For a logistics business, in-warehouse stock management presents a real challenge, not only from a financial point of view but also for keeping tabs on customer satisfaction. Different types of stock are sorted in different ways depending on their performance or the function they serve.
Managing stock properly is indispensable, especially nowadays when the competition seems stronger than ever before. The bottom-line is to cultivate your company’s image by delivering products right on time and in perfect shape.
That’s why, to get accurate stock analysis, whenever possible products should be divided into various categories, according to the sorting criteria you plan to use. Three potential types of stock include::
1) Stock by function
Sometimes you need to compensate for stock flows in exceptional circumstances, like during order peaks or delays from some of your suppliers. So, you should always have safety stock.
Just like its name, in real life warehouses this stock signals when replenishment must happen. Figure out this stock’s threshold, which absolutely must be more than your safety stock, since its purpose is totally different.
Sometimes of the year just boom with activity. Seasonal stock lets you deal with periods with higher than usual customer ordering.
All dead, obsolete SKUs fall into this category, since they can’t be sold or somehow tacked onto customer orders (different packaging, new regulations, etc.).
Stock in transit
All goods that continue to flow through manufacturing or sales processes fit here: deliveries in-progress, packaging in-progress, manufacturing in-progress, etc.
By purchasing stock in more quantities than you really need, your business can receive valuable discounts and much lower than usual product pricing. You might also have to build-up this stock type if your suppliers are thinking of hiking prices on certain products you carry.
2) Stock by expiry date
Stock in this category includes all time-sensitive products and merchandise.
Compared to perishable stock, this type of stock is rarely affected by shelf times.
Expiry dated stock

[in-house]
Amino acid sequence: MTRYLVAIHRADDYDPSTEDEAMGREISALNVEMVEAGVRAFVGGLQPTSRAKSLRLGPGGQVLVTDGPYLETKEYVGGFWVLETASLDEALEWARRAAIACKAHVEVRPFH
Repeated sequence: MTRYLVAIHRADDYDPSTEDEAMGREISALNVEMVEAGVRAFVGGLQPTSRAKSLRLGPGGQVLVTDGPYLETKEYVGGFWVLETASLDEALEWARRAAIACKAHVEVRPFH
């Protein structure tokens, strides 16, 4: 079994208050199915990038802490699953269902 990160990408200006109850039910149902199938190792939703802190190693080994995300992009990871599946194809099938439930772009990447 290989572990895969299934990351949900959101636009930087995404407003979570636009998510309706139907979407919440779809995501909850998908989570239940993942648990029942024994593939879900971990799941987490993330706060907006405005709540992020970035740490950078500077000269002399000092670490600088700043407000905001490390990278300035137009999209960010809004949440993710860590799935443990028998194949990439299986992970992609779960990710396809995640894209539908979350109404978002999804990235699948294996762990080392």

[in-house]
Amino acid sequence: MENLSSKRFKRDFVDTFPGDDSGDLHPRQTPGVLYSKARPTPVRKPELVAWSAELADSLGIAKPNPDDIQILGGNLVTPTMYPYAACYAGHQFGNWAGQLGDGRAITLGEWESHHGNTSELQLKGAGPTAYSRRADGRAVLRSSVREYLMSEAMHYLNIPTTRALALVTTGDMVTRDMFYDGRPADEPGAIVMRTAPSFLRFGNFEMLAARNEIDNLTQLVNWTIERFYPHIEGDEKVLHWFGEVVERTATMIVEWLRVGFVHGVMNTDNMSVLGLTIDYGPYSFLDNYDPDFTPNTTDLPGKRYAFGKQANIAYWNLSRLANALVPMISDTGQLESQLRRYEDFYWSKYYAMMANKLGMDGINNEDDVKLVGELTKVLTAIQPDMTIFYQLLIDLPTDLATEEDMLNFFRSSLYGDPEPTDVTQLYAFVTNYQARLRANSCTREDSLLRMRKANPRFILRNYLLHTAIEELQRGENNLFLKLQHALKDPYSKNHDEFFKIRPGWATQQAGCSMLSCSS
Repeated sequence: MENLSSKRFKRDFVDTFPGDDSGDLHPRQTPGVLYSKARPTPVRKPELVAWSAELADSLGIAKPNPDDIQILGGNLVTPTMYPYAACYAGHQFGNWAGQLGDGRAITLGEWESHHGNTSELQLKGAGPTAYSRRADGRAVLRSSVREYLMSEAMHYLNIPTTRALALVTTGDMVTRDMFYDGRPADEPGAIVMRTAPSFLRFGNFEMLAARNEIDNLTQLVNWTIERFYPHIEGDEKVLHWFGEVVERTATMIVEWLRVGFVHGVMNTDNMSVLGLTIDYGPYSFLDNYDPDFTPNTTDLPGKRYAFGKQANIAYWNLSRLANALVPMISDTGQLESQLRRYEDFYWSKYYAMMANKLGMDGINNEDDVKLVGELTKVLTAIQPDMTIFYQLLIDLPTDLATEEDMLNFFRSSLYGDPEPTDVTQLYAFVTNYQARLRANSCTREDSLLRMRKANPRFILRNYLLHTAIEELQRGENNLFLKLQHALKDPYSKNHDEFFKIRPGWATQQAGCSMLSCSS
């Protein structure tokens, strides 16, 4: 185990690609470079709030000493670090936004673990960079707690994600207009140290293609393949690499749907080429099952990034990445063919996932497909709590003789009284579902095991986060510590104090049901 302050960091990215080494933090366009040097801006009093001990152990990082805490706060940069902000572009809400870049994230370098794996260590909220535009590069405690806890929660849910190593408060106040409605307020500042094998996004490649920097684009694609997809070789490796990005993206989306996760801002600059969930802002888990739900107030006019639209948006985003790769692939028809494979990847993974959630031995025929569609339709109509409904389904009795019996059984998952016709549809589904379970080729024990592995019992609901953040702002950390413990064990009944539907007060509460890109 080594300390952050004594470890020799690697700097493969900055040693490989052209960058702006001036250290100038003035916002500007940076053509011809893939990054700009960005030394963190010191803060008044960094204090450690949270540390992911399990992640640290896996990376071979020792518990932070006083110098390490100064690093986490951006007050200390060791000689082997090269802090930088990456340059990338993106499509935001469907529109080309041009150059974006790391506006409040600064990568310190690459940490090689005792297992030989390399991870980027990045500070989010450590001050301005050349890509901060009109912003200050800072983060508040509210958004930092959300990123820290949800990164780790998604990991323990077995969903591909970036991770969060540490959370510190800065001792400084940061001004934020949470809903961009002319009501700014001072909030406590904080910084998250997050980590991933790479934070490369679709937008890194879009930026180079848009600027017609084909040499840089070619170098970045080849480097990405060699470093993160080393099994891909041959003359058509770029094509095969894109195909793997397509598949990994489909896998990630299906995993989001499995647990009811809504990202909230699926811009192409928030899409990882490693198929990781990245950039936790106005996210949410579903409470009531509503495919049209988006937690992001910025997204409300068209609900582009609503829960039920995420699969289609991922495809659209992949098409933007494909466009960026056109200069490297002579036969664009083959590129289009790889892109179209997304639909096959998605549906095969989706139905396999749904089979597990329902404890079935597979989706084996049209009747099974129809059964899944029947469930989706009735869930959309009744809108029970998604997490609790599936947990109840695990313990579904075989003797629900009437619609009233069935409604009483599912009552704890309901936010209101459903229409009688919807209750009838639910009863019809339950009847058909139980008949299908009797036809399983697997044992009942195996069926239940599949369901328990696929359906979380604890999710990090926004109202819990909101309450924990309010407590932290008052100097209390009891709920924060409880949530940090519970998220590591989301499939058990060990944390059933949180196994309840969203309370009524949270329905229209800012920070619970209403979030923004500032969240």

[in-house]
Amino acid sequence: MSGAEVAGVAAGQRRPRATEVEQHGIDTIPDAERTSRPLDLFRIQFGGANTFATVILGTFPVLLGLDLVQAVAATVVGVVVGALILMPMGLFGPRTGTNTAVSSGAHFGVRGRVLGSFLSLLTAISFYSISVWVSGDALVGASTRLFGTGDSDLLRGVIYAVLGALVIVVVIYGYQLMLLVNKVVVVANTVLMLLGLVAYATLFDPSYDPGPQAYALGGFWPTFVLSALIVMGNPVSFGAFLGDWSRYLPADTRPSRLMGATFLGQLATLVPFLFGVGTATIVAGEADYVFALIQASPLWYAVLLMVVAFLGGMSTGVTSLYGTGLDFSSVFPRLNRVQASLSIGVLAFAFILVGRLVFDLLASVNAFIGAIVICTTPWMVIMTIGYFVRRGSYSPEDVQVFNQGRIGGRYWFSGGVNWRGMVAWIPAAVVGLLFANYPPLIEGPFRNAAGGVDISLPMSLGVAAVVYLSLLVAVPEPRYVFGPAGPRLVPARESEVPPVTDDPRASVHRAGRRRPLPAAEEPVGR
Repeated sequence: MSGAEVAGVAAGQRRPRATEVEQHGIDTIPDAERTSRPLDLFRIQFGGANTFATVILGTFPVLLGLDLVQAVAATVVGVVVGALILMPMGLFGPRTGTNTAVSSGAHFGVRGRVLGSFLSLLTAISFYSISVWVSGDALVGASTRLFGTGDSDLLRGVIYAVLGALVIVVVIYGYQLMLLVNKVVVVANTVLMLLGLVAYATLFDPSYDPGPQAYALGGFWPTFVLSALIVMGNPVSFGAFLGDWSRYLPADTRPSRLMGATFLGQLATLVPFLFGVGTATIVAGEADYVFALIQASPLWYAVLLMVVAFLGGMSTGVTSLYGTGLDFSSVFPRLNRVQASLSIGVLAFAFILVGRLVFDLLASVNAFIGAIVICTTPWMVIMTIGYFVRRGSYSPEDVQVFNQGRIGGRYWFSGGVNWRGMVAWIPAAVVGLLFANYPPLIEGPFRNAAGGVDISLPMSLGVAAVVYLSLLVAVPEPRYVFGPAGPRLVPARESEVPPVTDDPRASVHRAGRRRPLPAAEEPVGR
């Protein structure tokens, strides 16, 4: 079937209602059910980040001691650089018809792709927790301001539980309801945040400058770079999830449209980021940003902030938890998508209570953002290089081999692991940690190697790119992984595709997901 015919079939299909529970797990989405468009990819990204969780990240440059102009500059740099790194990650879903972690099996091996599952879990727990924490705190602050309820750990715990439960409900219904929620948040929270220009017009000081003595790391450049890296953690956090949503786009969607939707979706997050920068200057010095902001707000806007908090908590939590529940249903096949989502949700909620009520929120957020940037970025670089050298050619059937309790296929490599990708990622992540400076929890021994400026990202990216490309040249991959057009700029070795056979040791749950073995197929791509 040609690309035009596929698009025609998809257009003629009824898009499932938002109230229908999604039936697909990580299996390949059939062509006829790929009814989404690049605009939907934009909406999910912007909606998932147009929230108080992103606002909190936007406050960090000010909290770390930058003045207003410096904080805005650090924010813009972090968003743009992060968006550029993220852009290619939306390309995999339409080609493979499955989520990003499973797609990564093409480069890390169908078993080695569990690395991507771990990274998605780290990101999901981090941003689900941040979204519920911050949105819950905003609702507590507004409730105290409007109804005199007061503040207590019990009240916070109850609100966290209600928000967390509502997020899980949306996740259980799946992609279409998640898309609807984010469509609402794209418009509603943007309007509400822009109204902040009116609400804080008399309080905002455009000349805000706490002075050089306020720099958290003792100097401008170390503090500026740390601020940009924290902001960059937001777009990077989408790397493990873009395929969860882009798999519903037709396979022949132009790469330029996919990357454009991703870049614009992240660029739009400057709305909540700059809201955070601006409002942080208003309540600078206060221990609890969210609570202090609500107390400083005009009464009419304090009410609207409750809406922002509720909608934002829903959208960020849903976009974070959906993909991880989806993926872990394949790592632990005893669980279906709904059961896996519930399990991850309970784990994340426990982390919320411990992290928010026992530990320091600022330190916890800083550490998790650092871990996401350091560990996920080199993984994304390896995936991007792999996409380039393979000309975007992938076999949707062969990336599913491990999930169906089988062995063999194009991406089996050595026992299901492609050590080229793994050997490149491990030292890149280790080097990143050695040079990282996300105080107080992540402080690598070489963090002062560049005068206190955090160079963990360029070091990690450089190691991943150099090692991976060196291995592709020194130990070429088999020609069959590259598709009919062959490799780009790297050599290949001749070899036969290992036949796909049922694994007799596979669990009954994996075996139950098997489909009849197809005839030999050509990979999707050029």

Once the set date has passed, these products can no longer be sold.
3) Stock by operational setup
Logistics companies deal with their stock differently and sort it by their operational setup, taking day-to-day business into account.
Finding the right balance is what every business strives for. This balance lets you earn top profits by minimising overall maintenance costs. Thanks to this type of stock, you can respond positively to demands and to your business’s material consumption and your customers’ in slow season.
An optimal stock approach lets you avoid situations like stock breakage or excess storage. Everything is calculated, so you have precisely the quantity of product you need on hand.
As its name implies, this stock accounts for all available SKUs in your warehouse.
This involves physical stock, but does not include unprocessed customer orders.
Add your net stock and the orders sent from your suppliers (pending reception), and that’s your available stock.
Your warehouse must always have minimum quantities of stock on hand, namely, minimum stock. If stock falls to minimum levels, you must reorder goods to replenish this level.
This type of stock represents the maximum limit which must not be overstocked. Determine a threshold as per your company’s needs and each one of the stored products.
Sorting your stock by category is essential in terms of logistics. As you have already noticed, there are different ways to separate types of stock: by function, according to the expiration date, operational setup, etc. It is also possible to divide stock by its economic value (ABC system) and its usefulness to a company (retail or industrial).